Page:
The Call of God

I have always been fascinated by the bible passages where the call of God is given directly to His chosen servant. Let me give you a few examples.


“Come, I will send you to Pharaoh that you may bring my people, the children of Israel, out of Egypt. But Moses said to God, Who am I that I should go to Pharaoh and bring the children of Israel out of Egypt? He said, But I will be with you, and this shall be the sign for you, that I have sent you: when you have brought the people out of Egypt, you shall serve God on this mountain” (Exodus 3:10-12).


“No man shall be able to stand before you all the days of your life. Just as I was with Moses, so I will be with you. I will not leave you or forsake you. Be strong and courageous, for you shall cause this people to inherit the land that I swore to their fathers to give them. Only be strong and very courageous, being careful to do according to all the law that Moses my servant commanded you. Do not turn from it to the right hand or to the left, that you may have good success wherever you go” (Joshua 1:5-7).


“Now the word of the Lord came to me, saying, Before I formed you in the womb I knew you, and before you were born I consecrated you; I appointed you a prophet to the nations. Then I said, Ah, Lord God! Behold, I do not know how to speak, for I am only a youth. But the Lord said to me, Do not say I am only a youth; for to all to whom I send you, you shall go, and whatever I command you, you shall speak. Do not be afraid of them, for I am with you to deliver you, declares the Lord. Then the Lord put out his hand and touched my mouth. And the Lord said to me, Behold I have put my words in your mouth. See I have set you this day over nations and over kingdoms, to pluck up and break down, to destroy and overthrow, to build and to plant” (Jeremiah 1:4-10).


“And he said to me, Son of man, stand on your feet, and I will speak to you. And as he spoke to me, the Spirit entered into me and set me on my feet, and I heard him speaking to me. And he said to me, Son of man, I send you to the people of Israel, to nations of rebels, who have rebelled against me. They and their fathers have transgressed against me to this very day. The descendants also are impudent and stubborn: I send you to them, and you shall say to them, Thus says the Lord God. And whether they hear or refuse to hear (for they are a rebellious house) they will know that a prophet has been among them. And you son of man, be not afraid of them, nor be afraid of their words, though briers and thorns are with you and you sit on scorpions. Nor be dismayed by their looks, for they are a rebellious house. And you shall speak my words to them, whether they hear or refuse to hear, for they are a rebellious house” (Ezekiel 2:1-7).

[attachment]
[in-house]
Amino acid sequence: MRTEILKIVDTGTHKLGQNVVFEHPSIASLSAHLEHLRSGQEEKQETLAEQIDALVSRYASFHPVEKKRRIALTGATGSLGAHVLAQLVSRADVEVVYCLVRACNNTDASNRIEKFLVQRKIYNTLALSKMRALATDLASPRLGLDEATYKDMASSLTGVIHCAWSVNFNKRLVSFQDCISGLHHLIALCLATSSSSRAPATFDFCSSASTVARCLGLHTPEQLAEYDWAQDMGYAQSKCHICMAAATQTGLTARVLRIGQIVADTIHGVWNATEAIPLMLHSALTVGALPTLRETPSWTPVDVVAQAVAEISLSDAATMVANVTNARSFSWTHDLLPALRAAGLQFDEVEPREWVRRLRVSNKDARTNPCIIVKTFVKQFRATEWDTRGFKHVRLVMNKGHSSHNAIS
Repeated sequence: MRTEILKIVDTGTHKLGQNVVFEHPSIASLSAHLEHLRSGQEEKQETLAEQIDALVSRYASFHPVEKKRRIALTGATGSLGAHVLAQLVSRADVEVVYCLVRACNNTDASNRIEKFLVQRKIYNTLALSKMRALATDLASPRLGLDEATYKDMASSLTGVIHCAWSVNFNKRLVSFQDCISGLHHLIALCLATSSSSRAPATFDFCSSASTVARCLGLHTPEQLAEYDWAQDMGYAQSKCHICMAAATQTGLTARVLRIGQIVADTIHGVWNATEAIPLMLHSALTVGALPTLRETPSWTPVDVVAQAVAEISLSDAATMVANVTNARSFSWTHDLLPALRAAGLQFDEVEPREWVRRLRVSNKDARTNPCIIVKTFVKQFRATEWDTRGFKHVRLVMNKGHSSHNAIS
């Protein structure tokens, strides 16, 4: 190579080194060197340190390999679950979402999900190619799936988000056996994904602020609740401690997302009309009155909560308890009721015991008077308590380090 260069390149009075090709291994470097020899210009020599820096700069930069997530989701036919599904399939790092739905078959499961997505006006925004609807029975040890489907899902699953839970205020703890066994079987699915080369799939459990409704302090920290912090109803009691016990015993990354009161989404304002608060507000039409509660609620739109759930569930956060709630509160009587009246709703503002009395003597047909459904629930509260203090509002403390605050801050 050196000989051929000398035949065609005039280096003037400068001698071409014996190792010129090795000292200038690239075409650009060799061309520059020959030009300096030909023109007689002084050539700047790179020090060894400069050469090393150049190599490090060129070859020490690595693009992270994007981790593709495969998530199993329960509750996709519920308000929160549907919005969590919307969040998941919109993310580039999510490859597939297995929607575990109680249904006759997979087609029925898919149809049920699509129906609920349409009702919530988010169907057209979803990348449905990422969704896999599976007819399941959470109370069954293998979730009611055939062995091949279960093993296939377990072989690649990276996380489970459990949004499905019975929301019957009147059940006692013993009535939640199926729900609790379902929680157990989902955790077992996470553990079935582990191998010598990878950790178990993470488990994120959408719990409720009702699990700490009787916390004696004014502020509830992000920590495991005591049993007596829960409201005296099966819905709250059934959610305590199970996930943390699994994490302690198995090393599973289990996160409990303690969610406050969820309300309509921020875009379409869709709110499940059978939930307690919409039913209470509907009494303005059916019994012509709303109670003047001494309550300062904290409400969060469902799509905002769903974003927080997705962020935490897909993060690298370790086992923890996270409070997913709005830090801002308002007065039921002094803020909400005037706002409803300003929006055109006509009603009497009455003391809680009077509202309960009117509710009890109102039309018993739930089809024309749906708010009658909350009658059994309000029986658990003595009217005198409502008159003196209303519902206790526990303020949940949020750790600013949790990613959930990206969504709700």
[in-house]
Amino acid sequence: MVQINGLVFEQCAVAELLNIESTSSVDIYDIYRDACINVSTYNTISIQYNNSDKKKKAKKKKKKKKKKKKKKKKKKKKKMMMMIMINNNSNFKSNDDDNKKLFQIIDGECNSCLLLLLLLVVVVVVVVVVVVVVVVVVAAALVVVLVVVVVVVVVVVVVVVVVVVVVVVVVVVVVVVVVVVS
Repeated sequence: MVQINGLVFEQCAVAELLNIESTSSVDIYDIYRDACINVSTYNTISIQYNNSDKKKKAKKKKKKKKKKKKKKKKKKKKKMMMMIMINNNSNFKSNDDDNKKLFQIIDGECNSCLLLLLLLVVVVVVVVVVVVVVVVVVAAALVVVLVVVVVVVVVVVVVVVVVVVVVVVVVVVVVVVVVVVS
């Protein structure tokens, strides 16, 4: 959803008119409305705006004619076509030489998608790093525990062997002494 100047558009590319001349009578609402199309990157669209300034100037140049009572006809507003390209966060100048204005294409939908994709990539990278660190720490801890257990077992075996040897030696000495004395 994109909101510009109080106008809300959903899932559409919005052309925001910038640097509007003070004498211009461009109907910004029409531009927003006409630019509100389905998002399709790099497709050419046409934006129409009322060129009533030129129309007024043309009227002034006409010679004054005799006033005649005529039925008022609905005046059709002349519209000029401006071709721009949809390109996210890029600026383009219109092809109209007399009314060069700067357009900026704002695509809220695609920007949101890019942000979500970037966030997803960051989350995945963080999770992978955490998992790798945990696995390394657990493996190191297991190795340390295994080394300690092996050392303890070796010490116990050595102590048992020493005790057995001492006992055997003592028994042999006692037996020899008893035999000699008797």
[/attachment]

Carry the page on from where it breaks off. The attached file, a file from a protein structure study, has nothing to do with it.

The First Disciples:

“While walking by the Sea of Galilee, he saw two brothers, Simon (who is called Peter) and Andrew his brother, casting a net into the sea, for they were fishermen. And he said to them, Follow me, and I will make you fishers of men. Immediately they left their nets and followed him. And going on from there he saw two other brothers, James the son of Zebedee and John his brother, in the boat with Zebedee their father, mending their nets, and he called them. Immediately they left the boat and their father and followed him” (Matthew 4:18-22).


“But Saul, still breathing threats and murder against the disciples of the Lord, went to the high priest and asked him for letters to the synagogues at Damascus, so that if he found any belonging to the Way, men or women, he might bring them bound to Jerusalem. Now as he went on his way, he approached Damascus, and suddenly a light from heaven shone around him. And falling to the ground he heard a voice saying to him, Saul, Saul, why are you persecuting me? And he said, Who are you, Lord? And he said, I am Jesus, whom you are persecuting. But rise and enter the city, and you will be told what you are to do” (Acts 9:1-6).

Some Reflections……

The world looks for strategies and programs; God looks for a man.

A few years ago, I heard a sermon by John MacArthur on the prophet Jeremiah. In reference to the call of Jeremiah, MacArthur explained, “When there is a crisis, people look for a program. But God looks for a man.” Is it not true that we constantly look for some magical program to take our church to the next level? We think, if only we could find the right program or curriculum, our church would grow and thrive. But more than programs and strategic planning, God is looking for men and women of faith. When God says, “Whom shall I send, and who will go for us?” God is looking for people like Isaiah who say, “Here I am! Send me” (Isaiah 6:8). First and foremost, there must be a willingness to obey the call of God.

The “call” is not based on the skills/abilities/gifts of the man.